Last night Instantiations sent out a newsletter informing users and fans of VA Smalltalk about the latest developments around VA Smalltalk.

It’s not too much of a surprise that Instantiations is working on a new release 9.2 of VA Smalltalk which is scheduled to arrive later this year (let’s speculate a little and spread rumors about the timeframe of the ESUG 2019 conference in Cologne, Germany, starting August 26th…).

The more surprising things in their newsletter is that there will be a JIT-Compiler that makes the new VM even faster than before. So not only do we have pure 64 bit VM’s since release 9.0 (9.1 for Linux), which already beats the old VM in many fields, we’ll soon have an even faster one. I really look forward to enabling or Kontolino! users to work even faster.

VisualAge (which was VA Smalltalk’s name back in the IBM days) has always been designed to be cross-platform. Back when it came out in the early 90ies, it targeted OS/2, AIX and Windows, soon to be followed by Solaris and HP-UX. You write Smalltalk code, VA ST does the rest for you. That has always been the idea and the base design principle for most if not all class libraries in VA ST. A decade and a half or so ago, IBM came out with a version for Linux, which powers our web applications and many services at other customers. My guess is that this platform has yet to see its peak in usage in VA Smalltalk, as more and more systems move from fat clients to either REST or web servers.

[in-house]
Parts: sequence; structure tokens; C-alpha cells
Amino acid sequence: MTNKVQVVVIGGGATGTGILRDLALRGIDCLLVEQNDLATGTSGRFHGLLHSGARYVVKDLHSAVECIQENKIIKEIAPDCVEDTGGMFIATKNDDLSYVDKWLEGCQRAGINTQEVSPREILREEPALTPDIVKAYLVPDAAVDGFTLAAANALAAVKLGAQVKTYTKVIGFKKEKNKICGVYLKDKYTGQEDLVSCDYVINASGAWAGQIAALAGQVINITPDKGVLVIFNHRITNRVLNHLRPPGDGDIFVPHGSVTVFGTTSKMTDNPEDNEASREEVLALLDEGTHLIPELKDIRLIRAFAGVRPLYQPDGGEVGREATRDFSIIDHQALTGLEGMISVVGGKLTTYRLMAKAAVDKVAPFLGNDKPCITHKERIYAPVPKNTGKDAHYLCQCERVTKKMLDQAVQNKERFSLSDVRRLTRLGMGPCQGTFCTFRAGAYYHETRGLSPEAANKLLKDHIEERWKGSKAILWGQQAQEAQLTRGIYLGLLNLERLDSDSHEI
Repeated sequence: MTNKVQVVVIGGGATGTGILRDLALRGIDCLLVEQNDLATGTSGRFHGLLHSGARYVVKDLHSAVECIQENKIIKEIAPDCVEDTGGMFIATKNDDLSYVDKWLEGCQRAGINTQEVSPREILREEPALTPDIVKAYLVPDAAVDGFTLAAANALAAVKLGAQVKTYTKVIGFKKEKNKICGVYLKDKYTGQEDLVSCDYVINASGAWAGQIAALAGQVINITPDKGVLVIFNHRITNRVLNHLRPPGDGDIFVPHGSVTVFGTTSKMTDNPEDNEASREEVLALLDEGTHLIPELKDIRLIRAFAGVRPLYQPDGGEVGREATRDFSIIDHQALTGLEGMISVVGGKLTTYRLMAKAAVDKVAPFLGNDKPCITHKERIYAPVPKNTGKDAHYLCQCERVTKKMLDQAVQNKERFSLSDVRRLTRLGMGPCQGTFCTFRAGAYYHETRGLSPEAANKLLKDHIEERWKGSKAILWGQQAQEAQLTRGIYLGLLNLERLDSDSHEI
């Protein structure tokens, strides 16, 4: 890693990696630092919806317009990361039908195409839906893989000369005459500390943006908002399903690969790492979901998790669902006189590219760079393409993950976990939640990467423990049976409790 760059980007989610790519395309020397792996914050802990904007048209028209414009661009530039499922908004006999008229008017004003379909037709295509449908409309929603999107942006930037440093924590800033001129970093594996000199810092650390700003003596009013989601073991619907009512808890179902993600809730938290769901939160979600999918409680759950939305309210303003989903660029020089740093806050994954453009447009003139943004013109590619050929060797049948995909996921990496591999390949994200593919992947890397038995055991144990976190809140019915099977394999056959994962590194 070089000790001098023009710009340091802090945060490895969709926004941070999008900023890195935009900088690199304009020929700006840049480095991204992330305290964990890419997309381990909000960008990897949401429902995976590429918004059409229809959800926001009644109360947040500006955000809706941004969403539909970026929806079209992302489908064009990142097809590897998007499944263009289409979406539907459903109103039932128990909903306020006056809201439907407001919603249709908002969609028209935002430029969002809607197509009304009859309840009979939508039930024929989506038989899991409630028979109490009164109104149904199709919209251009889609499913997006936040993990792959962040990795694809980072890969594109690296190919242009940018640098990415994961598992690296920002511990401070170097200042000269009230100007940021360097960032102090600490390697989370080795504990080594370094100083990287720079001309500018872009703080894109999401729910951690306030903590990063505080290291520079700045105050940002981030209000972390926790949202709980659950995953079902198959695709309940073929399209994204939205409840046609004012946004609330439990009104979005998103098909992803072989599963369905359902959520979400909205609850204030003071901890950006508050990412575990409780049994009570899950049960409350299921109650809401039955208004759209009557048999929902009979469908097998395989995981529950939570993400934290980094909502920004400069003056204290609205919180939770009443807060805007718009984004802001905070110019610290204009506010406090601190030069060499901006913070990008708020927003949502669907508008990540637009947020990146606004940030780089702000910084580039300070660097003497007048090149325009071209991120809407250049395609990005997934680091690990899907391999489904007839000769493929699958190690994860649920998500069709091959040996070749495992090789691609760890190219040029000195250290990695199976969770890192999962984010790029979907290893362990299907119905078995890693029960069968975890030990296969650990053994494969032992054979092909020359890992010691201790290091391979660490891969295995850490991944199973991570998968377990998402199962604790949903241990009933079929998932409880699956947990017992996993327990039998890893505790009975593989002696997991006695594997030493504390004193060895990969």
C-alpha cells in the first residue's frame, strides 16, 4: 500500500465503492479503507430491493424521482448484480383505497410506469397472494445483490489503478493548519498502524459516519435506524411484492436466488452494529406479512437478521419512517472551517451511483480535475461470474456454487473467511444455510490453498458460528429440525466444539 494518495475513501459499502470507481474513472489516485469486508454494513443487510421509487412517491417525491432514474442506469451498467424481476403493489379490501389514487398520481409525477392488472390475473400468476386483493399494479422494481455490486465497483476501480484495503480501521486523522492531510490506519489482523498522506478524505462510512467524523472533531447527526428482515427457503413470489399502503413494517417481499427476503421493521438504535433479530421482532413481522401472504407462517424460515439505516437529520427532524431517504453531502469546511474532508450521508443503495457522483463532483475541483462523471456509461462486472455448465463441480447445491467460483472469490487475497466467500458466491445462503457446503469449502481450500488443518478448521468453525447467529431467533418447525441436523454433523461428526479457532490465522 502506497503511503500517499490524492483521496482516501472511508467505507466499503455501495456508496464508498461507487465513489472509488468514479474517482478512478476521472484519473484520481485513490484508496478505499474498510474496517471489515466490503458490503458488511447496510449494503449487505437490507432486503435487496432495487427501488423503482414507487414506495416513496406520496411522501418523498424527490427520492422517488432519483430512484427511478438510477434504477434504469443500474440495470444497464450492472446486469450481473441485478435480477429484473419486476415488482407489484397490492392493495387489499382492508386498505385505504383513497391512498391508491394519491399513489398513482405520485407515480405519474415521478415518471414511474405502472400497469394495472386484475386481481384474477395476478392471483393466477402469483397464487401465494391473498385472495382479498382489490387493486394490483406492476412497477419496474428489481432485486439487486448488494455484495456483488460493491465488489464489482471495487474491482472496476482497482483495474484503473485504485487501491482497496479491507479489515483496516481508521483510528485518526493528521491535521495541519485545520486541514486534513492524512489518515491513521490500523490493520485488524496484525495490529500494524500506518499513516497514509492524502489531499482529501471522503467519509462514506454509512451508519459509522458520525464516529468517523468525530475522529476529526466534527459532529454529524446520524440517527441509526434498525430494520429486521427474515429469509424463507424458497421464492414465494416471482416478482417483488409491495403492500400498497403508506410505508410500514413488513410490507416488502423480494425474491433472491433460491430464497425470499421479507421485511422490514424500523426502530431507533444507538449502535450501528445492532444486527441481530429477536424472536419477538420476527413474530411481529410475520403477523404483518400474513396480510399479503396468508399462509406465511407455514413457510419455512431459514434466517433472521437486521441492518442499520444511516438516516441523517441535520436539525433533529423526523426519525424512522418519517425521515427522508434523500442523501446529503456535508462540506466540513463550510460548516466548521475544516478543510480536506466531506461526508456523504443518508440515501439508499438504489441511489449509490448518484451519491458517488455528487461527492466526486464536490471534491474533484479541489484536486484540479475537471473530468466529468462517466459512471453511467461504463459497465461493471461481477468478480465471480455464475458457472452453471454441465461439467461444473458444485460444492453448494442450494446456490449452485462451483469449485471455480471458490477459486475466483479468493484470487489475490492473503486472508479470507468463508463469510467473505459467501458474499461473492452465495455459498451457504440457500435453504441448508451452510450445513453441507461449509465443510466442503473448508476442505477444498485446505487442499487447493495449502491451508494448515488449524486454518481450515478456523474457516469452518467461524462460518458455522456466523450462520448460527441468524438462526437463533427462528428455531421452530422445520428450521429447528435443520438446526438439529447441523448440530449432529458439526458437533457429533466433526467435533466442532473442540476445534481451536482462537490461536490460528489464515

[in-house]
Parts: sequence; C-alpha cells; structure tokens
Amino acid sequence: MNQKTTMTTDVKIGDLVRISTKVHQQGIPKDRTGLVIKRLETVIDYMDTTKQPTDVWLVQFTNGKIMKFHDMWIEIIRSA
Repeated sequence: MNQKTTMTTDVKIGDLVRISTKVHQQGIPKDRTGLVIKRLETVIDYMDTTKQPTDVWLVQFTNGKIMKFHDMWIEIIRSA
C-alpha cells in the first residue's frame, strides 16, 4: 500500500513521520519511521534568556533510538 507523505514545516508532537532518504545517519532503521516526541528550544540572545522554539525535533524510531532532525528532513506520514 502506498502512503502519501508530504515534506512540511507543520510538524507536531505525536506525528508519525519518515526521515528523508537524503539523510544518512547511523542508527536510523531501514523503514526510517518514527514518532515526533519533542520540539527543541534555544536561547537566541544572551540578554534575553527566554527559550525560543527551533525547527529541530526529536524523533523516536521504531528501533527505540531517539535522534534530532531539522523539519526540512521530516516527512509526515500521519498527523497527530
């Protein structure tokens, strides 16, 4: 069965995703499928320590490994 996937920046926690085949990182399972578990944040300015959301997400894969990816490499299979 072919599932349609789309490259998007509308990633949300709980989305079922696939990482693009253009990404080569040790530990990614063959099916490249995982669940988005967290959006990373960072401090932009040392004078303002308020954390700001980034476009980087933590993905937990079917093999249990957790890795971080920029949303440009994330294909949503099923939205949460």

The next big step will be IoT platforms, most of which are based on ARM processors. Started as a hobby project, it turned out that a port of VAST to ARM was not only feasible but also easy and the resulting programs turned out to be performant enough to run on small devices like the Raspberry PI. So it’s only logical that there will be a VA Smalltalk port to ARM devices.

My personal dream based on this is that Instantiations will one day find out it is even feasible to support not only IoT machines, but also ARM-based tablets and Smartphones (I know, Android is not Linux and running headless Smalltalk code on an ARM processor is not even half the rent to running a GUI application in a new operating system, but, otoh, Linux enthusiasts all around the planet are working on end-user targeted Linux-Distros for tablets and Smartphones based on X Windows, so never say never!).

So I think it is fair to say that Instantiations is working on a few very interesting and promising things at the moment – as they’ve been over the last few years. It seems Smalltalk is going to be around for another decade or two (and beyond), and may even become stronger. Instantiations has obvious plans to be among the leading commercial vendors in that field.

If you want to read the full newsletter from Instantiations, you can do so here. And if you are interested in Instantiations’ product roadmap, please follw me here.

If you’re interested in VA Smalltalk licences in Germany, Austria or Switzerland or need consulting services around VA Smalltalk here in this area, please contact us for more details.

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